The Art of TASS, the Soviet Union’s Stencil-Powered Propaganda Powerhouse

Every dictator needs a propaganda machine to keep their regime popular. Political propaganda arguably reached its zenith during the troubled years of World War II and one of the frontrunners of this ministry of misinformation was the Soviet Union.

Unlike the production-line printed posters of Nazi Germany, Great Britain and Fascist Italy, the USSR made use of a dizzying array of craftsmen, technicians, artists and writers to manually crank out striking and sophisticated glorifications of Stalin, denunciations of Hitler and appeals to socialist values. And they did most of it by hand in a specialist studio run by TASS, the Telegraph Agency of the Soviet Union.

Here’s what it takes to make your mark in the field of alternative facts.

1. Catch Up With the News

Once you get to your desk at TASS’s in-house art studio read through the official reports and directives from Moscow’s numerous ministries to get abreast of current affairs. Stalin’s speeches are also approved fodder for artistic inspiration

2. Start Planning the Layout

Stalin desires ‘windows’ – stencilled comic strips that became popular during the Civil War – and posters, which are typically in the heroic Socialist realist style. The first panel might lampoon the enemies of the people while the latter reflects the true glory of the USSR. Each project has a two-man team at least, with one poet to finesse the message.

3. Seek Approval

A good idea might not be so good if it doesn’t toe the party line. Before work can begin, each project must be scrutinised by a representative of the People’s Commissariat of Education to ensure that it’s thoroughly on-message.

4. Cut the Stencils

For the ‘windows’ between 12 and 65 stencils are then cut to make up the individual elements. Unlike printed posters, windows could vary in size and intricacy as they were pieced together from multiple sheets of paper and put up in shop windows. There was also no restriction on the number of colours used.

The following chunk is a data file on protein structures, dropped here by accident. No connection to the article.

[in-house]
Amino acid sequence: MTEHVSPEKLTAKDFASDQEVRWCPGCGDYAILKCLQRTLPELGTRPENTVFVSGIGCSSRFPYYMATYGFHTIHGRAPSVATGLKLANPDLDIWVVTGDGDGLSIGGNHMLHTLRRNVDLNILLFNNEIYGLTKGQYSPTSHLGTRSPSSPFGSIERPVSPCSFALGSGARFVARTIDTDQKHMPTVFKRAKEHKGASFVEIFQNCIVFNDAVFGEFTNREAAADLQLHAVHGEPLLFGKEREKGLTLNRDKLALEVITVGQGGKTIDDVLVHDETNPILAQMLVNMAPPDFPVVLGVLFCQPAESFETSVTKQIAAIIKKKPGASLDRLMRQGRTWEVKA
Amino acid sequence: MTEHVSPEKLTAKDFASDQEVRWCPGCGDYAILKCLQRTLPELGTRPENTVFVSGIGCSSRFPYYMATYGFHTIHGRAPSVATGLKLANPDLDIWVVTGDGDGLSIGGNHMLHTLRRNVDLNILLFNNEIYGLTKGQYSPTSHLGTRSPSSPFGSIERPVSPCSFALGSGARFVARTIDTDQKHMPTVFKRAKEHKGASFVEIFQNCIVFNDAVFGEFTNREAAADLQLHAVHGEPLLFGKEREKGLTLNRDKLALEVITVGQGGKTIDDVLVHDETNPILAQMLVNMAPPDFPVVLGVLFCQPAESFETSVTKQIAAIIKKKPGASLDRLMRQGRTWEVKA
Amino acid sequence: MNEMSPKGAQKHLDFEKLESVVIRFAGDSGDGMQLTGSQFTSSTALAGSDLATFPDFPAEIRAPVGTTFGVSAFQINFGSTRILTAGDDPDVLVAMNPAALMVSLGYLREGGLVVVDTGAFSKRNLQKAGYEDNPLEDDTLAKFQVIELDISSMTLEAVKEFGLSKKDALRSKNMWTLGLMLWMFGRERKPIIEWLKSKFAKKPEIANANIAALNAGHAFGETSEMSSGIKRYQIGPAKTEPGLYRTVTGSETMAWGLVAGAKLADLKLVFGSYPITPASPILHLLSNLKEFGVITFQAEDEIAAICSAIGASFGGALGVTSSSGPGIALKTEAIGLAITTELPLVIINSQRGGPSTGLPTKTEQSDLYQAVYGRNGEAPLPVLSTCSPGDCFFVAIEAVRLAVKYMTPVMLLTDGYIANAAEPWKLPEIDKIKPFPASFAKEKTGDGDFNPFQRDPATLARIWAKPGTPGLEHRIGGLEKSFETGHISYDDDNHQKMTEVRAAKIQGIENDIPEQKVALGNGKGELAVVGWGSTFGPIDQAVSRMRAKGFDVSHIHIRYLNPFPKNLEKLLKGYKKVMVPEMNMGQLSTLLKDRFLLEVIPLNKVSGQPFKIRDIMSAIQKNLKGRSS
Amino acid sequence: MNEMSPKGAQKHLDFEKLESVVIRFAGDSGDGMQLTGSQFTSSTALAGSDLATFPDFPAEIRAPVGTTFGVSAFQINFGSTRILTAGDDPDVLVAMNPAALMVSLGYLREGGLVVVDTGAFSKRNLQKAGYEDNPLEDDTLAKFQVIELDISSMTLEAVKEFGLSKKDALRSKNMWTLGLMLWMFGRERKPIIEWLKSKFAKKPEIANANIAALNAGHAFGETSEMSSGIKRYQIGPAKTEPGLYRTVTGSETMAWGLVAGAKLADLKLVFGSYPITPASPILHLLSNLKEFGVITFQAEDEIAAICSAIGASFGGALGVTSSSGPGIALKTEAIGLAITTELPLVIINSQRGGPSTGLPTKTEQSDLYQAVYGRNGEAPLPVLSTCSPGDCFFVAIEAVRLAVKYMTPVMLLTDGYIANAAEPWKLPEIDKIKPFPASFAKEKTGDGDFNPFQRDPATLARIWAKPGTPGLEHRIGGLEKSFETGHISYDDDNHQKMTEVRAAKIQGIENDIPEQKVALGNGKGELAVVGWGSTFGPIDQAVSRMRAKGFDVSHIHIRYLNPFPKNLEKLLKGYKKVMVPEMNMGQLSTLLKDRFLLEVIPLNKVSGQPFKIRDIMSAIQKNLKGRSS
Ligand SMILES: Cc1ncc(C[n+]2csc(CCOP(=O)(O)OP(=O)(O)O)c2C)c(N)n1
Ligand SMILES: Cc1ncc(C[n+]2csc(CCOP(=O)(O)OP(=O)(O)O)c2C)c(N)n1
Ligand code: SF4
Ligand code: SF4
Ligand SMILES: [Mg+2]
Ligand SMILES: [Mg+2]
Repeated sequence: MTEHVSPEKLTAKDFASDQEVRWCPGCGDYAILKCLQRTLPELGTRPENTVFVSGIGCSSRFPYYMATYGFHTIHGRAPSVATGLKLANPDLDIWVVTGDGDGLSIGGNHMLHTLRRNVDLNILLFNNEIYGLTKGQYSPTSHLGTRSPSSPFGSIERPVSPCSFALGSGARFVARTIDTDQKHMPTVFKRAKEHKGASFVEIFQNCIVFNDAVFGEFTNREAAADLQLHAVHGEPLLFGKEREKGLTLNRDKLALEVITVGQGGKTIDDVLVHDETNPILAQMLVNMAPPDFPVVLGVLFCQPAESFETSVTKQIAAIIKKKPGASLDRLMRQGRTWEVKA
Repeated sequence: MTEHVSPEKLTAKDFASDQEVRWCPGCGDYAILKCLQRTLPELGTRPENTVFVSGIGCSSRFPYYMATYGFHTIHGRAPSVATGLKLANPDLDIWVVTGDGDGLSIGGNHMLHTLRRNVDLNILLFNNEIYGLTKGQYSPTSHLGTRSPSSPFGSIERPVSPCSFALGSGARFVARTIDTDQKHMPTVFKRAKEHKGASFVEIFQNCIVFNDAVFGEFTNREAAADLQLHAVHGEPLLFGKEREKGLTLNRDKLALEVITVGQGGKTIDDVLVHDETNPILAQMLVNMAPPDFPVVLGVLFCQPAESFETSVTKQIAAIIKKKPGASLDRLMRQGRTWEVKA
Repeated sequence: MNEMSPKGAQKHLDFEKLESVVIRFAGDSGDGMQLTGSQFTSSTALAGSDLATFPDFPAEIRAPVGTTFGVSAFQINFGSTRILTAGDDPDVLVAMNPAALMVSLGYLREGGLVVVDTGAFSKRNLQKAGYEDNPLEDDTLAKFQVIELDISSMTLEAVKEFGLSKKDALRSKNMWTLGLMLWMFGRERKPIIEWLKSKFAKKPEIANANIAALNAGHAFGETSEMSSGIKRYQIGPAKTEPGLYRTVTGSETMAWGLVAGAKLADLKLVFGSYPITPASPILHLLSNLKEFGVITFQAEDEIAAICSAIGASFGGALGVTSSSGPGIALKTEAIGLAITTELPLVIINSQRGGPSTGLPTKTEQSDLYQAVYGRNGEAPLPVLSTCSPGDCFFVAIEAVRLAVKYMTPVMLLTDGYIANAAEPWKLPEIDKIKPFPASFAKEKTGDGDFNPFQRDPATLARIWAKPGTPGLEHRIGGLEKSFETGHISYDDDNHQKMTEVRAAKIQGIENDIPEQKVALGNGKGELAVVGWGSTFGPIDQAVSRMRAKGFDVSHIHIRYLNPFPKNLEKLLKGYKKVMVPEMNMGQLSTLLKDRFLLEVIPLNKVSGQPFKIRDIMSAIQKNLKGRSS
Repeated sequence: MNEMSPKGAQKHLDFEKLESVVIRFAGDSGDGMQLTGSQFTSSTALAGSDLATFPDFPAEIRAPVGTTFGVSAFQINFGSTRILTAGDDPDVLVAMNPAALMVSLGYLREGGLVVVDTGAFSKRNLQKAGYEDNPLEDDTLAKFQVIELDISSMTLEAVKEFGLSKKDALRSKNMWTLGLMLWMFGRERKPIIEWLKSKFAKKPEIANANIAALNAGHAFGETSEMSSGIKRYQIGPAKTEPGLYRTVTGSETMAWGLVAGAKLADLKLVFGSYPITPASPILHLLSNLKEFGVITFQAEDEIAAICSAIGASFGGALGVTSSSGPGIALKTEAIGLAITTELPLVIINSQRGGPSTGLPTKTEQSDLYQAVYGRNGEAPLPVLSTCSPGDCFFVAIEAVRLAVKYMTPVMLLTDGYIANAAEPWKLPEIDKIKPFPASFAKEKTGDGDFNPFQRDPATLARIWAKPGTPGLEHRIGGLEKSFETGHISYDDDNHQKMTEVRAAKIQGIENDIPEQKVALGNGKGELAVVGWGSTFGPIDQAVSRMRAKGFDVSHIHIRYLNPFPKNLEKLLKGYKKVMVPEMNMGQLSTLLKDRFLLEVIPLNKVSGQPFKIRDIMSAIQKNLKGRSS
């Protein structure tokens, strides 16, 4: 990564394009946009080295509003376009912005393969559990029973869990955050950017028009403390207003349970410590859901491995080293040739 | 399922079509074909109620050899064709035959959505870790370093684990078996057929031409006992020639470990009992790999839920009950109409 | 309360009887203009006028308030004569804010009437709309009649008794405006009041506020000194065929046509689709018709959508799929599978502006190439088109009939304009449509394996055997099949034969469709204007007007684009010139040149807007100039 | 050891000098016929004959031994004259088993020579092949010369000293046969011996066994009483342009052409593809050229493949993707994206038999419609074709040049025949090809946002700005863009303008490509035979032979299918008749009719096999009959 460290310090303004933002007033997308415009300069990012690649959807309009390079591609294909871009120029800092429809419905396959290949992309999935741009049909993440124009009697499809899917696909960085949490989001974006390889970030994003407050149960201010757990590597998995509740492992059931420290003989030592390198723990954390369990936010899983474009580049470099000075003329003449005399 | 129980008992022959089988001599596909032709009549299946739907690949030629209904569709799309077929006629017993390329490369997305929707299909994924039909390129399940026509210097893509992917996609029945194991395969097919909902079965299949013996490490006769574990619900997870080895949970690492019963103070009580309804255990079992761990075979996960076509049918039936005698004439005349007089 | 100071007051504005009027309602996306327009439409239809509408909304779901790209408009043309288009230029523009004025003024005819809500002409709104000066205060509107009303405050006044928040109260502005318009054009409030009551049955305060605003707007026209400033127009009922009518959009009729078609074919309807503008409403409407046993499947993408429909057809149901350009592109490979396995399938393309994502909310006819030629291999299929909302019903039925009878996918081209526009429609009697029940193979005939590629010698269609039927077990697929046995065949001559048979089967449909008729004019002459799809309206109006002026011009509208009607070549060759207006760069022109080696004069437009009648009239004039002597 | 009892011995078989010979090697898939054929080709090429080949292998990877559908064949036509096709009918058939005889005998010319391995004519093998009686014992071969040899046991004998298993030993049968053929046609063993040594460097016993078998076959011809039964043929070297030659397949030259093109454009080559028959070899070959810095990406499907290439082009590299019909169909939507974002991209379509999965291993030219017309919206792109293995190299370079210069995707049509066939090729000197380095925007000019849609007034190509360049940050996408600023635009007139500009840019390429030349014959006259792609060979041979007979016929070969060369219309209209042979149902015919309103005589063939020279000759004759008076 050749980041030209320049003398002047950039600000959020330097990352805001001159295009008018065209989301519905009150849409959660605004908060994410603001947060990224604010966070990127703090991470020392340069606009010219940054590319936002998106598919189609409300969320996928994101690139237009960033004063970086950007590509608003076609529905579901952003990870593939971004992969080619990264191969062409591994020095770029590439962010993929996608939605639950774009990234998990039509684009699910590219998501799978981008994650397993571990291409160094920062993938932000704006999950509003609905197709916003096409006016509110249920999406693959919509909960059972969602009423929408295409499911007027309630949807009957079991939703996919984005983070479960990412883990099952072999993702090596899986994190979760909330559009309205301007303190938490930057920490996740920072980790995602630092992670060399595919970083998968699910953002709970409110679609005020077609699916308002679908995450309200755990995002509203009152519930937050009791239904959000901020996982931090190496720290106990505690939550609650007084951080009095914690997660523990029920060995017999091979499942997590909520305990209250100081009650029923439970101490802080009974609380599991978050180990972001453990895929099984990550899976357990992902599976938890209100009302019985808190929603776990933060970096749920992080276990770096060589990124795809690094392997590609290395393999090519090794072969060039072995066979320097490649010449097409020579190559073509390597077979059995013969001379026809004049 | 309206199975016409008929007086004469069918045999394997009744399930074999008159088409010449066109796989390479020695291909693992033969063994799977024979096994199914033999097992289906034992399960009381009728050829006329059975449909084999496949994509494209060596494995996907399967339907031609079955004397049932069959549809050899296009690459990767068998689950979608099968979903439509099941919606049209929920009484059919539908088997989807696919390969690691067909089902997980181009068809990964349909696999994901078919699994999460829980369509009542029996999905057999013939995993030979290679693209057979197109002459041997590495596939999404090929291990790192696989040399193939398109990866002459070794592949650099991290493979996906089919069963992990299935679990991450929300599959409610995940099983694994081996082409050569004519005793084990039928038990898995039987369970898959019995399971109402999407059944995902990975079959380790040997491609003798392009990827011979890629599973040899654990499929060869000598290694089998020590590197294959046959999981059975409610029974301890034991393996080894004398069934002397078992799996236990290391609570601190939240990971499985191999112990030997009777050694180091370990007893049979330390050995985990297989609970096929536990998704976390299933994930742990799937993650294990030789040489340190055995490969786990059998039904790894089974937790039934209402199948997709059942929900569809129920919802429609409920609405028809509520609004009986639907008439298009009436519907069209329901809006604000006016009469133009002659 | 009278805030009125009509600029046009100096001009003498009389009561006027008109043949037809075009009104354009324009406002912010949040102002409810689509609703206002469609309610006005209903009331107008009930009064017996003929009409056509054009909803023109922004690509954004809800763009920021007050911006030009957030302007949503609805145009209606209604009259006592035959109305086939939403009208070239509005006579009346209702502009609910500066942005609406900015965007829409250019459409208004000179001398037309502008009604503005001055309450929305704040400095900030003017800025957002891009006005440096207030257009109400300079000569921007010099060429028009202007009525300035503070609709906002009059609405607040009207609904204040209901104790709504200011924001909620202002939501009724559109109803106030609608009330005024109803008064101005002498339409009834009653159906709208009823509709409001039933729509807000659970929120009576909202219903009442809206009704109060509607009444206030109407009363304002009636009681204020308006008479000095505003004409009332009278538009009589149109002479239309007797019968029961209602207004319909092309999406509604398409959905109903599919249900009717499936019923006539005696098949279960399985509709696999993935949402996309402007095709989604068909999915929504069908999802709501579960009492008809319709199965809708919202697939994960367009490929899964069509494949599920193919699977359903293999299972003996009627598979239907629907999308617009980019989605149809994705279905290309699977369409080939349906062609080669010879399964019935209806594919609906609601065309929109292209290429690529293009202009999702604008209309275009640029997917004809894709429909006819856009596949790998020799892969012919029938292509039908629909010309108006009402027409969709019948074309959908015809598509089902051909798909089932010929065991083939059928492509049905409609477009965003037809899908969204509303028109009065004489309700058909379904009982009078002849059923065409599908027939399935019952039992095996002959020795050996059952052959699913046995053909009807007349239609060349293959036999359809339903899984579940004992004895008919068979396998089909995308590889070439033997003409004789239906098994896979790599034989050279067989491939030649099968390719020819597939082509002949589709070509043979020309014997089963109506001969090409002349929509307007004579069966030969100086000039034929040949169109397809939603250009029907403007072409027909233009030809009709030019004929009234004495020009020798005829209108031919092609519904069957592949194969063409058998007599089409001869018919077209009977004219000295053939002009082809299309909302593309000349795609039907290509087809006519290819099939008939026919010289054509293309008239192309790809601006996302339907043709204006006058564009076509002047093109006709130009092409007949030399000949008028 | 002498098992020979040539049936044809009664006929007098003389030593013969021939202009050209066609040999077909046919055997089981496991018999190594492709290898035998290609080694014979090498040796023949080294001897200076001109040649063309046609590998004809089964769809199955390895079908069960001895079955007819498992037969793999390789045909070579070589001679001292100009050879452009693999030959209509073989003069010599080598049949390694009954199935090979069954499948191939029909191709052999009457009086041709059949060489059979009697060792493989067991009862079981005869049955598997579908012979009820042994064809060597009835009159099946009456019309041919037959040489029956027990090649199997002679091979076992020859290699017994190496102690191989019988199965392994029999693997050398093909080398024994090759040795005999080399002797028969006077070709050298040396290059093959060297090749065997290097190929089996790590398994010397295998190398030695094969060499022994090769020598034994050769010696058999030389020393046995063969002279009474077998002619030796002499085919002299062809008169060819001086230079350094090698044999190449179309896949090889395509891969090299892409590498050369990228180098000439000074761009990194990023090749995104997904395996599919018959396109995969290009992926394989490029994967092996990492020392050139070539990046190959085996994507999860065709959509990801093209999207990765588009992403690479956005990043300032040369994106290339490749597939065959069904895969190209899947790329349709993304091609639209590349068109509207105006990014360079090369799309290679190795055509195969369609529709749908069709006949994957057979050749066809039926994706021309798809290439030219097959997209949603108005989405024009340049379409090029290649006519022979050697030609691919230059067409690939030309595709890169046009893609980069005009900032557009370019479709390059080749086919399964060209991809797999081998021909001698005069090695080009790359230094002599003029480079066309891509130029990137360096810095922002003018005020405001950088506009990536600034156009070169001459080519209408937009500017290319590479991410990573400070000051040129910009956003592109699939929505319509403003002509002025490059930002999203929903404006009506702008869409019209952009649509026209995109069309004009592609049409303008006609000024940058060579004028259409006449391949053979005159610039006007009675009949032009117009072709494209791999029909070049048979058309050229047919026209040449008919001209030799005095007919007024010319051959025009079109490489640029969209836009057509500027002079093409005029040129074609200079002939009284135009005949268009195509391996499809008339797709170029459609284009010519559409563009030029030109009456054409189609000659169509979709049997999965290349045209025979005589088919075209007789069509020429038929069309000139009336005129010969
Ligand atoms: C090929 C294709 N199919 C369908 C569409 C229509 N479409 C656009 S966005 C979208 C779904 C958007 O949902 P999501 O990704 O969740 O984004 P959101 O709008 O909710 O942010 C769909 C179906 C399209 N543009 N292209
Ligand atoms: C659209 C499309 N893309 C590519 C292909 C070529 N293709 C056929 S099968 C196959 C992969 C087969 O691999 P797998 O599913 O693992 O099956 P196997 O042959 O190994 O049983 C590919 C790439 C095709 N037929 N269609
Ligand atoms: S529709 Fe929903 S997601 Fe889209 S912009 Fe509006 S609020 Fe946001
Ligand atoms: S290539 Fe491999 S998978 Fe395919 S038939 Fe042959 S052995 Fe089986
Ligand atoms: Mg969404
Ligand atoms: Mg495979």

5. Onto the Production Line

An assembly line of workers run spring into action: the stencil is put in place, one painter gives it a splash of his or her colour, another stencil comes down, another painter adds his or her paints, text cutters add their stencils and so on as the pages are passed from workstation to workstation.

“Sons of all nations of the Soviet Union are going to battle for the Soviet fatherland. Long Live the Red Army, the army of brotherhood and friendship of the peoples of the USSR!” Image courtesy of IIT Chicago-Kent College of Law

6. Picking up the Pace

With one eye on the clock, three shifts of workers turn out between 50 and 1,500 copies of each poster a day. Each one is produced by hand. It’s quicker than lithographic printing because if there’s one thing the Soviet Union isn’t shy of its manpower.

7. The Big Reveal

Between 12 and 20 individual sheets of paper are stuck together, revealing a single gargantuan image that could be as big as twelve feet tall. The finished product is a masterpiece – painted by hand there’s greater variety in shades of colour and detail than would be possible in a printed poster.

8. And One to Keep

A run of smaller, postcard-sized and flyers lithographs are printed using the same design. They have flatter colours and less texture, but they’re far easier to transport across country to the far-flung reaches of the red empire. Some designs are later outsourced to studios like Gopolitizdat, Sotrudnik, and Iskusstvo to print en masse.

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